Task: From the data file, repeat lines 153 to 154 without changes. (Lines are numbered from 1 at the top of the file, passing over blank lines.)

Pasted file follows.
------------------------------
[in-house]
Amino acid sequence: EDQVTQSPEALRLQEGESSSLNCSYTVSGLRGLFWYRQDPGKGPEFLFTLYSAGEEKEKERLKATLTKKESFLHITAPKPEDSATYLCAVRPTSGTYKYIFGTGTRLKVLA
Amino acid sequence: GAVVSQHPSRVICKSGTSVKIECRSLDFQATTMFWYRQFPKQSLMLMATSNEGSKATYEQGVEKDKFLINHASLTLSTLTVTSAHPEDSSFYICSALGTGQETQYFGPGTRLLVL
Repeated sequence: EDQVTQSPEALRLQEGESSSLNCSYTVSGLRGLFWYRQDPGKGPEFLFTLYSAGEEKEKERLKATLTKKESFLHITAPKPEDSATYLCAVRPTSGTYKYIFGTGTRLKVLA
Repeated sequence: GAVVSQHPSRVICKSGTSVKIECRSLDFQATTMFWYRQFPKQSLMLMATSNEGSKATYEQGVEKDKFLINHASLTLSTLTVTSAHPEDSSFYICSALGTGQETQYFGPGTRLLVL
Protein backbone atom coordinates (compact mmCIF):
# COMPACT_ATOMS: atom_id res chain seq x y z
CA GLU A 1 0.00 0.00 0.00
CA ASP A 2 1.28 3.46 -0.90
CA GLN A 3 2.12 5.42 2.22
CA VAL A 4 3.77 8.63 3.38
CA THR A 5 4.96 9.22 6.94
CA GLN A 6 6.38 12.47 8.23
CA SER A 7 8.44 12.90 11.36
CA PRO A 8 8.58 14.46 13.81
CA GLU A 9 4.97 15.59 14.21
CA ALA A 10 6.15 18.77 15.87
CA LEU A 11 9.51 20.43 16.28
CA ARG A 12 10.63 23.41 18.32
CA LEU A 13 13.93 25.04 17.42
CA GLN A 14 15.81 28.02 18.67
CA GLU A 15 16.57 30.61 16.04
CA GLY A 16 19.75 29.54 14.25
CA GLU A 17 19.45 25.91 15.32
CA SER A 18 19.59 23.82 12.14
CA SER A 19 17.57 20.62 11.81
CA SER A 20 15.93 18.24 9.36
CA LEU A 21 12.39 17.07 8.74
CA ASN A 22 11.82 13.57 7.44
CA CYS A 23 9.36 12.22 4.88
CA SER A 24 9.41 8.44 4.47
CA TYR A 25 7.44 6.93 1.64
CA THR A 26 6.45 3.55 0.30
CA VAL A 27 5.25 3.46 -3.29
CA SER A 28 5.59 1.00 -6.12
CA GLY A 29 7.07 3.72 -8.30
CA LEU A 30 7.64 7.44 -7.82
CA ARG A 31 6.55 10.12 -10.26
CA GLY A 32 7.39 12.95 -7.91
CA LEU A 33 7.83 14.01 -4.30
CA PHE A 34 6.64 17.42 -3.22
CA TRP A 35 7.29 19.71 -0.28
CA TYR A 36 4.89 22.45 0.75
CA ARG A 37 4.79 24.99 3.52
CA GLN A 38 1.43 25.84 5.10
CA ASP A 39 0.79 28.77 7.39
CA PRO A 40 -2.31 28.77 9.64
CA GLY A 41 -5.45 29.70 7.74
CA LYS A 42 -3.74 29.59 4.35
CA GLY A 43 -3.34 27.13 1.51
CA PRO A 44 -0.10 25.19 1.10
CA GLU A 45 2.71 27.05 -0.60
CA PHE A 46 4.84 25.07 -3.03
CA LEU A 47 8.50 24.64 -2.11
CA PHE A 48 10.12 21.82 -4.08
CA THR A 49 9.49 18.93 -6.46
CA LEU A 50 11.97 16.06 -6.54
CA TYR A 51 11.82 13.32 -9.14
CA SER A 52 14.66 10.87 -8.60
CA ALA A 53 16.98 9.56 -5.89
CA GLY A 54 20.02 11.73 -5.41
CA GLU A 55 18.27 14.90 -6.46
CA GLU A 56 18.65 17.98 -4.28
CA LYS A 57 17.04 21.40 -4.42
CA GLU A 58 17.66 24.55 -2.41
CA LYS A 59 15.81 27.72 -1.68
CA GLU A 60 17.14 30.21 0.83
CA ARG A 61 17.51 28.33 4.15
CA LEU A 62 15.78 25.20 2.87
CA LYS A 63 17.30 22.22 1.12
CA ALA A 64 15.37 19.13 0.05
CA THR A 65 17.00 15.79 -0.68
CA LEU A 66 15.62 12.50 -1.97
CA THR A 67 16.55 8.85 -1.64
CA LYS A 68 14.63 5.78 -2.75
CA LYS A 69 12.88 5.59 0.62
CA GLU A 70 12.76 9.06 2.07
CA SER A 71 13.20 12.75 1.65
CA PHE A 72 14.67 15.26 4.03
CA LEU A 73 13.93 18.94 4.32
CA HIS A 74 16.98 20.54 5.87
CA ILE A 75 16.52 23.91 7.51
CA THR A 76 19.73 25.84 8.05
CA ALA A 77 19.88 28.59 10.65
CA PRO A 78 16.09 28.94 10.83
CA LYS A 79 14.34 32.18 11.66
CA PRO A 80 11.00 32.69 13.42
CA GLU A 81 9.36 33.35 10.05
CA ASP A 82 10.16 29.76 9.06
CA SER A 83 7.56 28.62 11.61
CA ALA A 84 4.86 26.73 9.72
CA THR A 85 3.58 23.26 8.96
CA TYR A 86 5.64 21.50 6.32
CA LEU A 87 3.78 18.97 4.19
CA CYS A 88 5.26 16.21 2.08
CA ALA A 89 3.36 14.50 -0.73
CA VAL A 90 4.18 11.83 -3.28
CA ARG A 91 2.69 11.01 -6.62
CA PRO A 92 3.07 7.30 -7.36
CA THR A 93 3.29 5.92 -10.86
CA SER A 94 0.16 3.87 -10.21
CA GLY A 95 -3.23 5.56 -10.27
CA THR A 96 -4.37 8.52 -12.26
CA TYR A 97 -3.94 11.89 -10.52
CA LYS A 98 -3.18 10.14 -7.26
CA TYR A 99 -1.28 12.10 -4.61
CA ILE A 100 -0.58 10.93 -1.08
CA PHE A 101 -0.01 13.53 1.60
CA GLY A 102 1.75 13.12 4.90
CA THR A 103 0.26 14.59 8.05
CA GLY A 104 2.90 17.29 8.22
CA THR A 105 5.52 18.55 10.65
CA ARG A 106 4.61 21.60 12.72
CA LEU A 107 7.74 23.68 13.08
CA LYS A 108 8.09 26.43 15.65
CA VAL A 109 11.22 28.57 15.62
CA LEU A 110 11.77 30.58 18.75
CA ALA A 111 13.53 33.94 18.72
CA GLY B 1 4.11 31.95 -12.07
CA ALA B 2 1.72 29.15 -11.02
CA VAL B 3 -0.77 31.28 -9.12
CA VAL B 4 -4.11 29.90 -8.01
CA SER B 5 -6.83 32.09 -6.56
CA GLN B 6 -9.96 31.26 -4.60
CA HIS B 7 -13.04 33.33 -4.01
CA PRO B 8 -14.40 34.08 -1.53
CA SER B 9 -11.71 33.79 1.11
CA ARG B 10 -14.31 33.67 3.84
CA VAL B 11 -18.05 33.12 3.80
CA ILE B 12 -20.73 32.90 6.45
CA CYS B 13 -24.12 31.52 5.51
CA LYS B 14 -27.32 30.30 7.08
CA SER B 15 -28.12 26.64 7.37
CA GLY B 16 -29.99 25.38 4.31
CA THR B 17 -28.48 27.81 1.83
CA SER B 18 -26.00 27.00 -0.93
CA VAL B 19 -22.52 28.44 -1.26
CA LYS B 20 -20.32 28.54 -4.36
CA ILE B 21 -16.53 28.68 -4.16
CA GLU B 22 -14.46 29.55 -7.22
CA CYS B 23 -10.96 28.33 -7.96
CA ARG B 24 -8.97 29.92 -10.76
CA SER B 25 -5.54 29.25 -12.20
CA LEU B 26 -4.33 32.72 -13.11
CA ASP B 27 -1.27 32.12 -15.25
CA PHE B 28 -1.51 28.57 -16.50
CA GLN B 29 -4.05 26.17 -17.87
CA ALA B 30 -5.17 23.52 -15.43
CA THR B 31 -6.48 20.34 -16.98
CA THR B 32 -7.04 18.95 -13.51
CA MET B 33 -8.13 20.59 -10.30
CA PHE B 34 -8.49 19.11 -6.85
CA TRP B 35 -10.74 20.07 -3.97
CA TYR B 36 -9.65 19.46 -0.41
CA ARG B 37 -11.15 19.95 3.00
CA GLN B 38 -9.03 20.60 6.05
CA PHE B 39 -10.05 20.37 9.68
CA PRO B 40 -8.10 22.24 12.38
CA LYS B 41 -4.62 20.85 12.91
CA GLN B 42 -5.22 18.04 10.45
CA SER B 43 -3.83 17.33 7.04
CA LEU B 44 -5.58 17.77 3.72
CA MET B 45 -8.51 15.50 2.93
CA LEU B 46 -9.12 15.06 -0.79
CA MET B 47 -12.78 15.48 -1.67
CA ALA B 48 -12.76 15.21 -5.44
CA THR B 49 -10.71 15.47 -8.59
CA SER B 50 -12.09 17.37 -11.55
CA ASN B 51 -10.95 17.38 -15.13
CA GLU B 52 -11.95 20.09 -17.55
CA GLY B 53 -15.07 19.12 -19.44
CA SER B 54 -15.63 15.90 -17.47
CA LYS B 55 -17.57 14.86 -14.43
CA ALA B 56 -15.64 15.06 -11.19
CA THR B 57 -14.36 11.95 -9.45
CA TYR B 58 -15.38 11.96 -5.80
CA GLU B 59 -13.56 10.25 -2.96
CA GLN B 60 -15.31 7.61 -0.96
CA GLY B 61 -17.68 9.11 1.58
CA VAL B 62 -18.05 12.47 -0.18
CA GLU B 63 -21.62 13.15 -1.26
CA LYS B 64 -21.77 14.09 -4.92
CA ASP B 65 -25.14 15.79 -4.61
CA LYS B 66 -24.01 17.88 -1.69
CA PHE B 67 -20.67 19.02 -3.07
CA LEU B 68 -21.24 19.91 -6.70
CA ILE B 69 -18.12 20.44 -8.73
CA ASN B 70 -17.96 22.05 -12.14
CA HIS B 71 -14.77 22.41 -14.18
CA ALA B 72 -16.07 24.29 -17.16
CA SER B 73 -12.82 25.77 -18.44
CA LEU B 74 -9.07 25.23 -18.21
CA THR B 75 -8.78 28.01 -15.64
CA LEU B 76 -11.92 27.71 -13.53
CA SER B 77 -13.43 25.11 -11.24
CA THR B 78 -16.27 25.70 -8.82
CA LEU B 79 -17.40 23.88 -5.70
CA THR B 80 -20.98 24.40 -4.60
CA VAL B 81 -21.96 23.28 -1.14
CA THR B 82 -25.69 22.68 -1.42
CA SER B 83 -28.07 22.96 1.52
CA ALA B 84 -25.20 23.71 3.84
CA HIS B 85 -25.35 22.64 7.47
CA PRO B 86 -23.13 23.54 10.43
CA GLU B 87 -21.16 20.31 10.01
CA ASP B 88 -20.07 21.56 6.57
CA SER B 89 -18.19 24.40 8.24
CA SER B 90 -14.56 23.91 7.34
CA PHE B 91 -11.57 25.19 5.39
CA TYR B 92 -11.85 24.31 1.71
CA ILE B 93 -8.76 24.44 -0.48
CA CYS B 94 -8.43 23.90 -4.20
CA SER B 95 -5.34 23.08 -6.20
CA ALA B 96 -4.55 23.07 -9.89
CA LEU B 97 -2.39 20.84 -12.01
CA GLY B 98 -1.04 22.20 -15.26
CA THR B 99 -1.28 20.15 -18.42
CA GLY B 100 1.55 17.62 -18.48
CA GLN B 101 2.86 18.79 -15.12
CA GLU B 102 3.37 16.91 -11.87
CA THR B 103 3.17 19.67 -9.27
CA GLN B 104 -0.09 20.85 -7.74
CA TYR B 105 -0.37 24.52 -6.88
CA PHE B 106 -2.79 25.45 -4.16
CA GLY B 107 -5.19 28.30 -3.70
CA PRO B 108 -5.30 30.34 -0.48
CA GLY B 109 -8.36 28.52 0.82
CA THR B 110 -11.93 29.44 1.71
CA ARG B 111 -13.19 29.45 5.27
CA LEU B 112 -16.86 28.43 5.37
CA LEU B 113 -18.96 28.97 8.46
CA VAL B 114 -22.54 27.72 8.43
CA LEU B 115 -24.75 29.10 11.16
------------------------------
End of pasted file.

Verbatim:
CA TRP B 35 -10.74 20.07 -3.97
CA TYR B 36 -9.65 19.46 -0.41